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On journalisting

April 19, 2013

For the DBlye

Before PTSD, I wanted to go to law school. Sometimes I still think about it. But my mental health had other plans. So I struggled survived my way through university and made it out with a GPA that put law school out of the question, and if my GPA hadn’t torched my chances, my persistent lack of faith in myself would have.

Anyway, while I was surviving university, and searching for ways to escape all the things that go on inside my head, I found some healthy ways to do that and some really unhealthy ways to do it. Like drinking.

And journalism.

I joined one of the campus papers kind of on a whim. I showed up at an open house kind of meeting and, for reasons I will never be able to explain, decided to join the news team.

I think it was the first time someone other than my parents told me I was good at something. The news editors would completely rewrite everything I wrote, every week, and then tell me I was really great at what I was doing. I didn’t get it at first, but I loved it enough to become a Student Journalist. You know the type. I love thinking back and remember how seriously we took ourselves and everything else. I’d give anything to feel like that again.

(Because everything relates to hockey, I got through the cancelled NHL season because by that time I’d become a news editor and basically spent my life in the Tribune office.)

Anyway. I don’t think I ever really thought about doing that for a living at the time, and I quickly realized, once I was in the real world, that I couldn’t do it for a living in the real world.

This week, I saw what I might have become, and the idea makes me a little sick.

There are a lot of journalists and specifically news reporters I have a lot of respect for. That will always be true. And this isn’t about them.

But I am tired of seeing, on Twitter, or Facebook, or YouTube—when you post that you were running in the Boston Marathon on Monday but you’re safe, or that someone affected by a tragedy was your friend or your relative, or your video of the explosion at the fertilizer plant in West, Texas—a comment from a reporter, identifying his or herself, who he or she works for, and could you speak to them about your experience, or your loved one,  or what you saw, for a story? I’m all for doing what it takes to get the story, but it often comes as putting desperation to file a story ahead of sensitivity.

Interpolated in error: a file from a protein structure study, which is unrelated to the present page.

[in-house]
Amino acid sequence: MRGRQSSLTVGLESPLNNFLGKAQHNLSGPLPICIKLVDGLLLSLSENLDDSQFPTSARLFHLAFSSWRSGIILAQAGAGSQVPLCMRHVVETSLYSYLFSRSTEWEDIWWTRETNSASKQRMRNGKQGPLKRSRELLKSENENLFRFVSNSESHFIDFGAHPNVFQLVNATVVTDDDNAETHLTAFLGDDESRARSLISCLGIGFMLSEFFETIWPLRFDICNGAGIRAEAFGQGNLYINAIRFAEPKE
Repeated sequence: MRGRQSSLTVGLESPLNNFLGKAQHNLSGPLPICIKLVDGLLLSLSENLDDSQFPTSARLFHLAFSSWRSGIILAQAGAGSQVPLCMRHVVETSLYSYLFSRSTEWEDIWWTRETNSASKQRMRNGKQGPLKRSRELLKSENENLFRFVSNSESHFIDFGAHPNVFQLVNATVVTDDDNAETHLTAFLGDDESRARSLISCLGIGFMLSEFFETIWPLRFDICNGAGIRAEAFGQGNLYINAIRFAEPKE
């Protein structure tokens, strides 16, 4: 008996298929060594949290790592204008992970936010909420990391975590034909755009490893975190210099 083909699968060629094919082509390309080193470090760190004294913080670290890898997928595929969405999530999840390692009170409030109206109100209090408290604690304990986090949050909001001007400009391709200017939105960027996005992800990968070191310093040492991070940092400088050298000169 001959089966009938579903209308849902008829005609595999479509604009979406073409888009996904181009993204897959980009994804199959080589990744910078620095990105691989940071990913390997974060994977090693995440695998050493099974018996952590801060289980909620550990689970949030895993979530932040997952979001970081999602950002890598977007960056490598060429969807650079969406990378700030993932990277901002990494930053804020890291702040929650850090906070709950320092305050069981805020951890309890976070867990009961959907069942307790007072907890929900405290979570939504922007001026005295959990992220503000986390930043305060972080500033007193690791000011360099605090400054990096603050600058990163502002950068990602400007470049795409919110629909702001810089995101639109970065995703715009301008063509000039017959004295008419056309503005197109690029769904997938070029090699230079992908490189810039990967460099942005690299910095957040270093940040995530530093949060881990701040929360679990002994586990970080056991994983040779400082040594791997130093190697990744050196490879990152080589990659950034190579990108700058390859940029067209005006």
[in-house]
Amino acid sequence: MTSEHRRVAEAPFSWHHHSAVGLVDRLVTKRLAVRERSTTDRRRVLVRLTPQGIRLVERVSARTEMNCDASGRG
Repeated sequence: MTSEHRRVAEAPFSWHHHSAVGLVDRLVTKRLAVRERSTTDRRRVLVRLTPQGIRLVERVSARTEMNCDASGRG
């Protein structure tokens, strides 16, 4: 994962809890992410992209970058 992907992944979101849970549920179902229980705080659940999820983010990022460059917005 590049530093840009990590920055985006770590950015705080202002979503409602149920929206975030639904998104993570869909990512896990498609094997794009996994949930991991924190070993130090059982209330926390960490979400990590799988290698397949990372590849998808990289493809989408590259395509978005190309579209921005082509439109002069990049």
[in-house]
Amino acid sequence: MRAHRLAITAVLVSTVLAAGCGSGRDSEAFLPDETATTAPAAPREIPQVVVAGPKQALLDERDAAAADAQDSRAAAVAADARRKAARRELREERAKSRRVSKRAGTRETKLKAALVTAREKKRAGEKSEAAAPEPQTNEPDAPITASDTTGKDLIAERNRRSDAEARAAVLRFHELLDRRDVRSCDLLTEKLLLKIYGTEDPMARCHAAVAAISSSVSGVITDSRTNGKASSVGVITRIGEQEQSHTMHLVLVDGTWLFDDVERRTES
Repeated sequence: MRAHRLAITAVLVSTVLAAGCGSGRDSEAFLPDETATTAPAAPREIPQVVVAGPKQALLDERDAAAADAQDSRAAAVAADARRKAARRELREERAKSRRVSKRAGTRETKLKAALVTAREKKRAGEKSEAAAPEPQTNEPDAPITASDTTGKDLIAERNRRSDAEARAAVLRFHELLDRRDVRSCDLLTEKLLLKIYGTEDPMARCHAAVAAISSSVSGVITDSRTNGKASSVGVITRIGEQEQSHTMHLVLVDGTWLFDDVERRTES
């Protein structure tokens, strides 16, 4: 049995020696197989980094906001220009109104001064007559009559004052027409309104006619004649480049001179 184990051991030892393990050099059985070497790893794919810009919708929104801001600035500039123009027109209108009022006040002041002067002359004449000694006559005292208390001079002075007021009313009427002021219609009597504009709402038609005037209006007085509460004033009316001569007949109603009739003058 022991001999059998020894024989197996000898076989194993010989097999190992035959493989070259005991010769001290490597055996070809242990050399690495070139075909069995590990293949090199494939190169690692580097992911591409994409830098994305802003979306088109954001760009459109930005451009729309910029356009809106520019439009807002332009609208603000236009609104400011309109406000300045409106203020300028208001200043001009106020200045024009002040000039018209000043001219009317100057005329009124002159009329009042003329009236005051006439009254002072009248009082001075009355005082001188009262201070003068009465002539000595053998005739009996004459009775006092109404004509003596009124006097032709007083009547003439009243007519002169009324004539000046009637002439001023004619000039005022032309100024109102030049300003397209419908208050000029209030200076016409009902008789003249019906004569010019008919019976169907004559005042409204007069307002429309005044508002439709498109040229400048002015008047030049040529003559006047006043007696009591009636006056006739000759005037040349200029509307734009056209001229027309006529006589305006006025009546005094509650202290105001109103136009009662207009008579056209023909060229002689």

Also, does that ever work?

I am tired of reading stories like “Canadian who witnessed tragedy is back home, says it was terrifying.” There are a lot of Canadians in the world. A whole bunch of us right here, in North America, in fact. I don’t want to seem like a jerk, but who the fuck cares whether or not someone who witnessed a horrific attack was from down the street from me or not? I want to know that the people who were there are safe, and that Boston will be okay, and who did this, and how, and why. Saying someone who was there is a Canadian like me doesn’t make me want click on your stupid story. (I don’t know if your story is actually stupid. I didn’t click on it, because of the title.)

I am tired of seeing shit like what CNN did or what the New York Post did. It used to be that when something happened, you would hear about it and turn on CNN. They’d be on it. If CNN wasn’t working for you, there were other networks. Now everyone wants to be first, or most sensational or most gory. Last night, as the fires burned in Texas, I followed my friend’s tweets. She was reporting what the local news was reporting. I basically trusted someone livetweeting what was happening on her TV over news networks and news websites.

I don’t even fucking know where to go to get my news, because the news sure as hell isn’t bringing me it.

I realize that this is how a lot of it’s done, now. I get the part about social media, and about how everyone feels the need to be first. I get the part about our insatiable need for all of the details as quickly as possible. I get the part about how when you’re trying to make a living as a reporter, you have to do what it takes to keep your job as a reporter.

I don’t know enough about the media industry or its consumers to know if this will become how everyone reports news, or if this will eventually get better. Either way, I could never be a news reporter. Not because I feel like I am above all these things.

Because I’m scared I wouldn’t be.

One Comment leave one →
  1. April 19, 2013 12:49 am

    Seeing as I tend to be a pretty practical person, I gave up on cable/TV news a long, long time ago, because there’s rarely, if ever, “news” there. I was reminded of this while having a sammich at my favorite place in PTBO on Monday when Evan Solomon, of, I couldn’t believe it, the CBC, was “reporting” over and over for what seemed like forever on the bombing and saying/showing nothing whatsoever of substance. I realized that the goddamn CBC, of all networks, was now not much better than CNN or Fox, just a little less breathless or strident.
    Like Michael Connelly once wrote about TV news people, “sourceless and senseless”. I’m just really glad you didn’t make it into the moronic cesspool that now passes for news coverage- I certainly wouldn’t be writing here on my friend Laura’s blog if you had.

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